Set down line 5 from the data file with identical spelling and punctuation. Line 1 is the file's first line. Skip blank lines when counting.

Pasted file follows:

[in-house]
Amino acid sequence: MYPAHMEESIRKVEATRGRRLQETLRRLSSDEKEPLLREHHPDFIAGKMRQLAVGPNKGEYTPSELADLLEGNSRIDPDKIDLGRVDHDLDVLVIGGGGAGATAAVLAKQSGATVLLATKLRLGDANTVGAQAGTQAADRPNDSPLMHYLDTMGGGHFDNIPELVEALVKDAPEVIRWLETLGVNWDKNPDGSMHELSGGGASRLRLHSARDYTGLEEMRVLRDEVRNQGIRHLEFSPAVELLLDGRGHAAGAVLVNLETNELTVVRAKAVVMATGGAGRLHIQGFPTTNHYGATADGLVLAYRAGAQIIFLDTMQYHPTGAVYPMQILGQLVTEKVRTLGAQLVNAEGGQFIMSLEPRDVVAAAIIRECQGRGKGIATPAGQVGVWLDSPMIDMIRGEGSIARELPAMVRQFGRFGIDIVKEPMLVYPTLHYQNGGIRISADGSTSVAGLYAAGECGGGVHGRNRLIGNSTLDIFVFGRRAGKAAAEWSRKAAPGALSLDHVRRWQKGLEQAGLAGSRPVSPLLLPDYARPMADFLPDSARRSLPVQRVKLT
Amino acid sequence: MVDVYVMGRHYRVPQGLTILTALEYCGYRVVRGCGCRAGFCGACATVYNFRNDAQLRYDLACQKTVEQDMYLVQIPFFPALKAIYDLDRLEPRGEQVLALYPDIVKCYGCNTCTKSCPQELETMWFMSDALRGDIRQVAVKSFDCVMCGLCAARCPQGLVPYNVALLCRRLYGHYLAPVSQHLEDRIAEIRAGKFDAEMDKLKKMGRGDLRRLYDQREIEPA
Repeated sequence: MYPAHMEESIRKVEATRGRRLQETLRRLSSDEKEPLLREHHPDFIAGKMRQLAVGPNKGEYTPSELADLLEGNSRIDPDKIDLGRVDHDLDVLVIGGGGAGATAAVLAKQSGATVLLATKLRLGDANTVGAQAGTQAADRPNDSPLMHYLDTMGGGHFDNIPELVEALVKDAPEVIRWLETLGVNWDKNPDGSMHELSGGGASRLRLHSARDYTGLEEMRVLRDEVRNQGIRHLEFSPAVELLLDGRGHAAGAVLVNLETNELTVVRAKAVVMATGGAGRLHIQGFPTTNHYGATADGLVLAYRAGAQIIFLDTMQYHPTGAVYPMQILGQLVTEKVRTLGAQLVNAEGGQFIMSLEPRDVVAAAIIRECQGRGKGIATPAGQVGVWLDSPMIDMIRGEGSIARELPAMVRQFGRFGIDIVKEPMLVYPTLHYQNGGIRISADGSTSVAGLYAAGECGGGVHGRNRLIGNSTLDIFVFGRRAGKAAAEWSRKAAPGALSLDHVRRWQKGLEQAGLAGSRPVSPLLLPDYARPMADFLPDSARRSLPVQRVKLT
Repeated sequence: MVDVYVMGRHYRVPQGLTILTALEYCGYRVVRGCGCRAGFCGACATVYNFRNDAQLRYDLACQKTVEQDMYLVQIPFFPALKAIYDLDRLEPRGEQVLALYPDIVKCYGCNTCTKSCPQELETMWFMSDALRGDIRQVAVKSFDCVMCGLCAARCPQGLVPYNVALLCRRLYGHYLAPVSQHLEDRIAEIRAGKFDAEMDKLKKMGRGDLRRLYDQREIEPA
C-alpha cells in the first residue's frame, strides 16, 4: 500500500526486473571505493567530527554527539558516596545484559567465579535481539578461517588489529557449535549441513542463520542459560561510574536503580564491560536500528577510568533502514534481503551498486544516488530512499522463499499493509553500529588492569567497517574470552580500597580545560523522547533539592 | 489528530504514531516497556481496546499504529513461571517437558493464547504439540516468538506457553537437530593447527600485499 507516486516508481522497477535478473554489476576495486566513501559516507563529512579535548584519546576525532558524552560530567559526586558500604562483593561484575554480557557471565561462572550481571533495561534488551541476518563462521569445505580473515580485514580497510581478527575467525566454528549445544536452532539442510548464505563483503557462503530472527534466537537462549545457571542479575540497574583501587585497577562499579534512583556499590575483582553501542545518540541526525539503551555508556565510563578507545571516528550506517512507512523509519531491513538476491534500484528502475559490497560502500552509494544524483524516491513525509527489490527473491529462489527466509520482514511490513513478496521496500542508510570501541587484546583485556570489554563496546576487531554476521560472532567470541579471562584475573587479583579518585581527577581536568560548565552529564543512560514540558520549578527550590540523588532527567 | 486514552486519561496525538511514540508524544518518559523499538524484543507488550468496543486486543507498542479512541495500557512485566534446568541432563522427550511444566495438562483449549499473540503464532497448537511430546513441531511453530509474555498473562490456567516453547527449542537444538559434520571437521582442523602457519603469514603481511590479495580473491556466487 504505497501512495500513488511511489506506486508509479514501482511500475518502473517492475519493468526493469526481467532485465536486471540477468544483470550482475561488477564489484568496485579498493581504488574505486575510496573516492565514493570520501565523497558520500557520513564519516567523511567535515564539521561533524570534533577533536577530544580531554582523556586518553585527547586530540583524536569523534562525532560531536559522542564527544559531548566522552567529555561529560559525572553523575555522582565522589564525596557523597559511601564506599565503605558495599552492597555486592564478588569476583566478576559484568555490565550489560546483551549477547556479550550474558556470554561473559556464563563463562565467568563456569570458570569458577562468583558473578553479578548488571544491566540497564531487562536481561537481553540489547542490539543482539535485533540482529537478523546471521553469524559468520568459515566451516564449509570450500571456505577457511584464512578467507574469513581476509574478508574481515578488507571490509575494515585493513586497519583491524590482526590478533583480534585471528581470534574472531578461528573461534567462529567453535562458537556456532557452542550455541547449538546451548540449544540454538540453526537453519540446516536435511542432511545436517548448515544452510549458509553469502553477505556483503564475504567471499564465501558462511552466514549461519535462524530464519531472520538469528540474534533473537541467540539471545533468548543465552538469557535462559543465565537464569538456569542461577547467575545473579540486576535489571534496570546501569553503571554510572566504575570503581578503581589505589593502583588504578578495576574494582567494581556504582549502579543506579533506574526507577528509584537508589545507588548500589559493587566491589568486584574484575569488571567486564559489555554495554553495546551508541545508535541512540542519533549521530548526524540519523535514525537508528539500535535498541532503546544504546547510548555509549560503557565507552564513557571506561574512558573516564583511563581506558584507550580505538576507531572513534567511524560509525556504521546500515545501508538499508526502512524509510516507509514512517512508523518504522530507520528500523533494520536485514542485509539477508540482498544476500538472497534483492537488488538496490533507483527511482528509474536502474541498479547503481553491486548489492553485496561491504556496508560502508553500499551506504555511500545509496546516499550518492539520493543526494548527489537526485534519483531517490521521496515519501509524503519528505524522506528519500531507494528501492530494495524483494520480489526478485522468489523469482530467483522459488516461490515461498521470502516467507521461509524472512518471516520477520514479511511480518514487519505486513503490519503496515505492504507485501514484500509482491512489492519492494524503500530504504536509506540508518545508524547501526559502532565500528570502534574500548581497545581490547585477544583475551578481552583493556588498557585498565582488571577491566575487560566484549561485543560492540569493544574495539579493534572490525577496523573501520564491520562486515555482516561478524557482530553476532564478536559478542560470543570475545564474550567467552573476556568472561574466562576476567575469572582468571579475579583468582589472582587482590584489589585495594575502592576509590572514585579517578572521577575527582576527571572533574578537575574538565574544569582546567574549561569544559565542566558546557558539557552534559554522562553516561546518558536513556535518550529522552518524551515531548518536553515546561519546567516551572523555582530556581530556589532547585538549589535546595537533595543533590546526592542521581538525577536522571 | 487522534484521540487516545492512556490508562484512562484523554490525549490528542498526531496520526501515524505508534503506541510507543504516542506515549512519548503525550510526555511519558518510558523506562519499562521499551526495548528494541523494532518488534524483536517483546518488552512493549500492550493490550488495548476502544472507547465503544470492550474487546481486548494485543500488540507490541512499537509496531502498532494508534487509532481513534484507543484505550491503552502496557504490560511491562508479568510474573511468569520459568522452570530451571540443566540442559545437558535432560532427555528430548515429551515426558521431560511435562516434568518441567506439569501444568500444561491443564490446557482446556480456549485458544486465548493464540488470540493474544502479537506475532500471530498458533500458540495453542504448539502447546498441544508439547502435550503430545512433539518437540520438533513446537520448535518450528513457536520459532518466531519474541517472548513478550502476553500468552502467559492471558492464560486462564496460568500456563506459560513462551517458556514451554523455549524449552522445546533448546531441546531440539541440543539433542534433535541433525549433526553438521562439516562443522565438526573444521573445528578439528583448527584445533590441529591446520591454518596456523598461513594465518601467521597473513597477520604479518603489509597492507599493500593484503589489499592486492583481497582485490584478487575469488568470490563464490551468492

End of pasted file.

Repeated sequence: MVDVYVMGRHYRVPQGLTILTALEYCGYRVVRGCGCRAGFCGACATVYNFRNDAQLRYDLACQKTVEQDMYLVQIPFFPALKAIYDLDRLEPRGEQVLALYPDIVKCYGCNTCTKSCPQELETMWFMSDALRGDIRQVAVKSFDCVMCGLCAARCPQGLVPYNVALLCRRLYGHYLAPVSQHLEDRIAEIRAGKFDAEMDKLKKMGRGDLRRLYDQREIEPA